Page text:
Judge raises possibility of mistrial in Bundy armed standoff case

Cliven, Ammon, and Ryan Bundy, along with fourth defendant Ryan Payne, appear in federal court at the beginning of their trial in Las Vegas on Oct. 30, 2017. (Stewart Freshwater)

It appears that the trial related to the armed Bunkerville standoff in April 2014 could be headed for a mistrial.

Judge Gloria Navarro introduced that possibility during open court Monday morning when she reviewed a list of witnesses, documents and other information that she said the government did not provide to defendants in a timely fashion.

She then dismissed the jury to go into closed court to discuss the issue with prosecutors, defendants and attorneys. The jury had already been on a week-long break.

Family Patriarch Cliven Bundy is on trial along with sons Ammon and Ryan Bundy as well as Montana militiaman Ryan Payne.

According to News 3 sources, Navarro has given prosecutors until noon Friday to file a motion to try and remedy the apparent mistakes related to the Brady-Giglio rulings by the U.S. Supreme Court.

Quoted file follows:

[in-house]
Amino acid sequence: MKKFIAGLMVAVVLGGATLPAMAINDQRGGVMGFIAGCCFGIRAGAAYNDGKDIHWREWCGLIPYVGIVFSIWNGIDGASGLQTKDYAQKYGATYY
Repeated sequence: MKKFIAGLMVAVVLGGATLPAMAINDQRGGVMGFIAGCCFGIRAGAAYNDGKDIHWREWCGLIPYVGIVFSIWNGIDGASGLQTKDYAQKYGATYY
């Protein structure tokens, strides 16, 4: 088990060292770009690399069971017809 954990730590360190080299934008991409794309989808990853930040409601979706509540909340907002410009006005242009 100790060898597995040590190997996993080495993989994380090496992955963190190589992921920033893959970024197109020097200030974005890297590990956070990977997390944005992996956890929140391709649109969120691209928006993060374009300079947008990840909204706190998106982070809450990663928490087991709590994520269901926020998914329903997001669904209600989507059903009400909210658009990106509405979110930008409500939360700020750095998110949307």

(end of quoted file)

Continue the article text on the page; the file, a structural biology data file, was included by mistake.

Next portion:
Navarro has then given the defense until next Monday to file a response to the government's Friday filing.

Dating back to 1963 with subsequent rulings, the Brady v. Maryland decision holds that the suppression of evidence favorable to an accused upon request violates due process, said Las Vegas attorney Paul Padda.

There have been three weeks of testimony in the case that most followers expected at its October start to last until February.

The jury has been dismissed until Dec. 20 at 8 a.m. and the judge and lawyers and defendants work on the evidence issues.

"If the judge is letting the jury go home for nine days, it tells me she is prepared to drop the hammer for the defense," Padda said in an email. "This is potentially very bad news for the government. Judges like to keep cases moving along. I could see the judge dismissing the jury for two days but nine days! In a federal trial that is an eternity."

close video ad
Unmutetoggle ad audio on off